Marine engineers agreed yesterday that something catastrophic must have happened for both sets of engines to stop.
The most likely scenario is that the tanker's small diesel engines failed first - probably through water contamination of their fuel, although other problems with fuel supply lines cannot be ruled out.
Questions remain over why a four-strong Polish maintenance team was on board the ship, working on 'machinery' in the Braer's engine room as she travelled. The tanker's small auxiliary engines are vital. They run generators that provide the ship's electrical power and supply power for cooling and lubrication systems for the main engine, and the pumps that feed this engine with its fuel oil.
The main engine, often the size of a building, drives the ship's propellor, and an alternator to supply lights when the vessel is at sea. If the small engines stop, so will the main engine.
Chris Jenman, chairman of a London-based marine engineering consultancy, Global Maritime, said the water purifiers for the auxiliary engines could have been set incorrectly, allowing water to seep into them. He said the crew should have checked the ship's purifiers and sludge valves every four hours.
A spokesman for the ship's owners, B & H Ship Management, dismissed reports that the tanker's auxiliary fuel tanks were empty during its voyage. He said the tanker docked in New York on 21 December, when it loaded up with fuel 'to full capacity' for the round trip to Norway and back to North America.
When the Braer arrived at New York it was already carrying some fuel, but topped this up with 2,084 tonnes of 'intermediate', or 'bunker', fuel oil for its main engines, and 124 tonnes of diesel fuel for its auxiliary engines. When the vessel left New York it was carrying a total of 2,634 tonnes of intermediate fuel and 223 tonnes of diesel. It took no extra fuel at the Mongstad terminal while in dock there between New Year's Eve and 3 January.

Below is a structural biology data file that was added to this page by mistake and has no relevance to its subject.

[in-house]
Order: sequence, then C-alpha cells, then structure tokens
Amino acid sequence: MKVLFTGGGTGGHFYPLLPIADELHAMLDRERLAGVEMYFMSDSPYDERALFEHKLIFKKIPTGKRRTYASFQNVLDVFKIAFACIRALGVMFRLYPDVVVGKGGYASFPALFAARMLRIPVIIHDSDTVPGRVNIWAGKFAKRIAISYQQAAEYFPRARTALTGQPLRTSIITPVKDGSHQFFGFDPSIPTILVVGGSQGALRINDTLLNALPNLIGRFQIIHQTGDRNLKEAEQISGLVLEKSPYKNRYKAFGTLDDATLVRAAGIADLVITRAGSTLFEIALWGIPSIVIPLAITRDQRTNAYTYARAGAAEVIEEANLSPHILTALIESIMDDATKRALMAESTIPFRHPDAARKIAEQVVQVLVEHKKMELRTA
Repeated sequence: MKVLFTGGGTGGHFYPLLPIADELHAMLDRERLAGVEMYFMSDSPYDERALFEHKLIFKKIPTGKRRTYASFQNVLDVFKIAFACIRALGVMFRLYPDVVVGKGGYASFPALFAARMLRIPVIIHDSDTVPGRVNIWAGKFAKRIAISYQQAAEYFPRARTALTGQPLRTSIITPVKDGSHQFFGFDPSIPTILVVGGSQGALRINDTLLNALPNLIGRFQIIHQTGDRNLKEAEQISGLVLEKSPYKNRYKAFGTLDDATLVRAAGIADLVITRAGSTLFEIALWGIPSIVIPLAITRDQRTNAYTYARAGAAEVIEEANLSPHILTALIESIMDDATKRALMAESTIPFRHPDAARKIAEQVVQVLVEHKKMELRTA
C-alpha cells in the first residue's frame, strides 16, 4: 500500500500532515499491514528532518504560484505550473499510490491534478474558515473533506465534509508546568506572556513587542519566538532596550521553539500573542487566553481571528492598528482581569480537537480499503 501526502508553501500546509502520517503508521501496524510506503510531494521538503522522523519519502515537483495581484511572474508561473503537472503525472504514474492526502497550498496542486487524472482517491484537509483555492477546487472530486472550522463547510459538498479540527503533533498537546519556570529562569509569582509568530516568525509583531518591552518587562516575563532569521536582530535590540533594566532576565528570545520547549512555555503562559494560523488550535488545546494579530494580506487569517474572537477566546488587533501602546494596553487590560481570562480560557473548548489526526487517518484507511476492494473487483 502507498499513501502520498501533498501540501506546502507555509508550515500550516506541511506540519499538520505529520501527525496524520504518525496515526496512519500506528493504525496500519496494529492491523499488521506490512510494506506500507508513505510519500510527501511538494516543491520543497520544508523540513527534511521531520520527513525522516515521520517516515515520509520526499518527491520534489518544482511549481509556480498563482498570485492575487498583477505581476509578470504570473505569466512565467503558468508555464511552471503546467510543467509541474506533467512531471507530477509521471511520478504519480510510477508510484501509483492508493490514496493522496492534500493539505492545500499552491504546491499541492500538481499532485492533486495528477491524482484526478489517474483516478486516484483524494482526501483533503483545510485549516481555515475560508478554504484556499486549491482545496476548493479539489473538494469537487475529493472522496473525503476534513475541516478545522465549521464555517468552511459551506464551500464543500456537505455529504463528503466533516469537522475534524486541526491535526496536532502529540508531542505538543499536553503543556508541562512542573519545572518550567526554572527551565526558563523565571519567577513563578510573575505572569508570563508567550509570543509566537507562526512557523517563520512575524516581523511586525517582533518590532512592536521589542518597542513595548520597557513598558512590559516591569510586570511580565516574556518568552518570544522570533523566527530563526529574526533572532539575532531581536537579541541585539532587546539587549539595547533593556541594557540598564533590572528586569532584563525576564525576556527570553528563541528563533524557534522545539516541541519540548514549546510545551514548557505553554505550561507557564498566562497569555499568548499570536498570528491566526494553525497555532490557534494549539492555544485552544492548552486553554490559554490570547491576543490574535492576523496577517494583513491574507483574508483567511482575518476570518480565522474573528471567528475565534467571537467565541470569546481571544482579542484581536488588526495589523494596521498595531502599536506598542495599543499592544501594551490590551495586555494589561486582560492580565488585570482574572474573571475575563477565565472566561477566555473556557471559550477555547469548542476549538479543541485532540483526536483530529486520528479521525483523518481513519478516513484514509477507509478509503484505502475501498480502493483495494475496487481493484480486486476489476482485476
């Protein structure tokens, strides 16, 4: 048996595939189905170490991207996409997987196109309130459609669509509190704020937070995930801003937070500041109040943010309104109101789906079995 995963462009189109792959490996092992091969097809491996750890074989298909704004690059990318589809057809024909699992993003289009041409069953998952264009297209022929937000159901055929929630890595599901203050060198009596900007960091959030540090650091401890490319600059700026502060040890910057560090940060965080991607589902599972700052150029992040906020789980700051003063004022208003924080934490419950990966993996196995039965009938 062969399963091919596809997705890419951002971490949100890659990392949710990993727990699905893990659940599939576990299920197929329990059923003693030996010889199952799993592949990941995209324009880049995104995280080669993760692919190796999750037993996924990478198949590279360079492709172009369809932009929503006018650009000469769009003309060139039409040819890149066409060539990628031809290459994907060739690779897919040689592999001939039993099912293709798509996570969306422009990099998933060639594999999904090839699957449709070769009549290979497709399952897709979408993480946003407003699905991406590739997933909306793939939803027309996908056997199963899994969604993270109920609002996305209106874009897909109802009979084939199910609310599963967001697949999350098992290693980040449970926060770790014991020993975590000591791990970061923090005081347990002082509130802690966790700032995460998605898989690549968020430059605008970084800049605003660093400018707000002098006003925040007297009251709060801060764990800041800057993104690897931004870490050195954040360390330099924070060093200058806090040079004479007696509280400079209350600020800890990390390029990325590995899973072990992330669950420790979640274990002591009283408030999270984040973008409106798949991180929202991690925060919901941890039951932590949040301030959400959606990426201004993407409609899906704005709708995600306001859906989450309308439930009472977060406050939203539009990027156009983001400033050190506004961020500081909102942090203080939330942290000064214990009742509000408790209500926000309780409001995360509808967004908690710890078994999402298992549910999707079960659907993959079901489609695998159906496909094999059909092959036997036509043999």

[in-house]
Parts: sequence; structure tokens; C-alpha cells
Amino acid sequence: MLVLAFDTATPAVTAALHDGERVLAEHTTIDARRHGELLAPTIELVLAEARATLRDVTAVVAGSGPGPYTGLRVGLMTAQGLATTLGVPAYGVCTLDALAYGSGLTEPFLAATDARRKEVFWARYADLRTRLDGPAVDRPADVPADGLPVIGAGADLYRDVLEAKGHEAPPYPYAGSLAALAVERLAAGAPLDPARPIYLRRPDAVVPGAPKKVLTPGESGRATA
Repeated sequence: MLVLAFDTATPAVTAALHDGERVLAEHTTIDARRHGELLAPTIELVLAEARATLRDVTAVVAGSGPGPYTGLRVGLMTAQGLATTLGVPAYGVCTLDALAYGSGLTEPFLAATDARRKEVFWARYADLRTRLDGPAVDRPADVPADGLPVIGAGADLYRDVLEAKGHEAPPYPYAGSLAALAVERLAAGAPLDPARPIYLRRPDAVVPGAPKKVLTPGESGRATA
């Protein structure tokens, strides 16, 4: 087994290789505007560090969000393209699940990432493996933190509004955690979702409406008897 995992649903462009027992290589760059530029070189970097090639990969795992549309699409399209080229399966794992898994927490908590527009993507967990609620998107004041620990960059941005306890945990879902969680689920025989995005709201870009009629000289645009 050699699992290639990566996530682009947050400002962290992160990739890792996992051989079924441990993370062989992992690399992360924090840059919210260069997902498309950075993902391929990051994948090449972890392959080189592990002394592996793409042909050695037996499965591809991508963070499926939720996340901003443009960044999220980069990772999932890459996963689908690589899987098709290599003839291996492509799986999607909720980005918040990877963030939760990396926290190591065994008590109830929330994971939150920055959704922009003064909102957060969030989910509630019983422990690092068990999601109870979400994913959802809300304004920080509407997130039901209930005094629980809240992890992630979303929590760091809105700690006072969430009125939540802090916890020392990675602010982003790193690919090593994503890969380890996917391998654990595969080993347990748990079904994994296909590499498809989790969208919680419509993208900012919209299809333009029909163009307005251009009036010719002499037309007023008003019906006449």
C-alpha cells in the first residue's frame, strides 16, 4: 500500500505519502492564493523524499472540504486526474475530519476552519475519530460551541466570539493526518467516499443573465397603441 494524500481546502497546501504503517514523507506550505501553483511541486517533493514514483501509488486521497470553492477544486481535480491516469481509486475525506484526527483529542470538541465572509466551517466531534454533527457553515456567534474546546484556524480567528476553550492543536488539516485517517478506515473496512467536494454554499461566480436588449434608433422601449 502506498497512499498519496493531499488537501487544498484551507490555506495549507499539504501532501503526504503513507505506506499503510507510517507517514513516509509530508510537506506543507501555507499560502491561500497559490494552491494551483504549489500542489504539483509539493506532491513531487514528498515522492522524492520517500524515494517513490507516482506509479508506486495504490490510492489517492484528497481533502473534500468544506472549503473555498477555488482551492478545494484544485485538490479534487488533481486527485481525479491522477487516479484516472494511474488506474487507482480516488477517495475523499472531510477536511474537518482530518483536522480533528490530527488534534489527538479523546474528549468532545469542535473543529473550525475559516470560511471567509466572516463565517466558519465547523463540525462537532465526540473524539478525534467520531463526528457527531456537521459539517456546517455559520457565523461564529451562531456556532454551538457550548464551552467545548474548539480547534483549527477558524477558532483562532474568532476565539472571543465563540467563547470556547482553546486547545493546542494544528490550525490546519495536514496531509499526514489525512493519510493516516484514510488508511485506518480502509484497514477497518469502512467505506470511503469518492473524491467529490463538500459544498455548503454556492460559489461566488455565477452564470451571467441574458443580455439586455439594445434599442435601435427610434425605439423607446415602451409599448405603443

The B & H spokesman said: 'We know there is a technical problem on board the ship, but we don't know what that is.' He said it is now up to the various inquiries to find out exactly what went wrong.
A spokeswoman for Statoil, the company that controls the Mongstad terminal, yesterday denied having played any role in assessing the seaworthiness of the Braer. 'We were delivering oil at the quayside. . .that was our only role.'
She said Statoil had no responsibility to inspect repairs to faulty pipework connected to the tanker's steam boilers. There is a slim possibility that this fault allowed steam to contaminate the fuel tanks for the auxiliary engines, although Statoil insisted yesterday that the Braer's captain assured it the repair was successful.
The ship's boilers burn fuel oil to produce steam to heat the vessel. Exhaust from the boilers is rich in nitrogen, an inert gas pumped into the cargo hold to help minimise the risk of explosion as oil is loaded and unloaded from the tanker.
A spokeswoman from Statoil said she understood that the faulty pipework meant the boiler system was not producing enough inert gas, but the problem was sorted out promptly and loading continued.
'We were told by the captain that it (the boiler) produced steam to power lifting cranes and loading pumps and also produced an inert gas. He said he had a minor problem.'
She said Statoil had no information on the repair, which was carried out by the ship's crew and was the responsibility of the ship's owner and captain. 'We had no authority, or qualification, to go on board and inspect that.'
She stressed that if Statoil had had any suspicions that the Braer should not set to sea it would not have let the ship go. Statoil would have passed its concerns on to the Norwegian authorities.
Norsk Hydro, the Norwegian oil company, yesterday confirmed that in August of last year it inspected the Braer at its Sture terminal, checking that it was of a sufficiently high standard to carry its oil cargoes. Statoil carried out no further inspection once the Braer docked at Mongstad, choosing to rely on Norsk Hydro's report. Norsk Hydro said it had identified only minor problems.
Yesterday, Det Norske Veritas, the Norwegian equivalent of Lloyd's List, said it had no further information on the cause of the Braer's engine failure. A spokesman said it remained a surprise since the vessel had passed the company's annual inspection in May 1992 and several strict port authority checks.
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